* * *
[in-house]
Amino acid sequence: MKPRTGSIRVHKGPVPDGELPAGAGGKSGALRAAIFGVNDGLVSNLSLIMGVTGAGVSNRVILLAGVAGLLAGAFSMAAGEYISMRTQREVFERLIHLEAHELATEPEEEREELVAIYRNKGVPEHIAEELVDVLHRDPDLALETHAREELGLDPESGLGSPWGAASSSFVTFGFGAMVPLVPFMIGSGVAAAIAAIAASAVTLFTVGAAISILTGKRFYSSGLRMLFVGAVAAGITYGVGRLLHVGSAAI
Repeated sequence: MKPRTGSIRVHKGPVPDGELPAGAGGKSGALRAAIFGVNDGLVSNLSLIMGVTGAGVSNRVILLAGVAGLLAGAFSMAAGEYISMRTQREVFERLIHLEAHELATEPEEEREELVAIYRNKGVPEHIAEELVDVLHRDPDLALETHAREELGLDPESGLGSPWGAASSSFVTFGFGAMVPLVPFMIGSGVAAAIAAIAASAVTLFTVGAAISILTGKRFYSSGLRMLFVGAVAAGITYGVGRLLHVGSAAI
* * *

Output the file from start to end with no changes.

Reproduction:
[in-house]
Amino acid sequence: MKPRTGSIRVHKGPVPDGELPAGAGGKSGALRAAIFGVNDGLVSNLSLIMGVTGAGVSNRVILLAGVAGLLAGAFSMAAGEYISMRTQREVFERLIHLEAHELATEPEEEREELVAIYRNKGVPEHIAEELVDVLHRDPDLALETHAREELGLDPESGLGSPWGAASSSFVTFGFGAMVPLVPFMIGSGVAAAIAAIAASAVTLFTVGAAISILTGKRFYSSGLRMLFVGAVAAGITYGVGRLLHVGSAAI
Repeated sequence: MKPRTGSIRVHKGPVPDGELPAGAGGKSGALRAAIFGVNDGLVSNLSLIMGVTGAGVSNRVILLAGVAGLLAGAFSMAAGEYISMRTQREVFERLIHLEAHELATEPEEEREELVAIYRNKGVPEHIAEELVDVLHRDPDLALETHAREELGLDPESGLGSPWGAASSSFVTFGFGAMVPLVPFMIGSGVAAAIAAIAASAVTLFTVGAAISILTGKRFYSSGLRMLFVGAVAAGITYGVGRLLHVGSAAI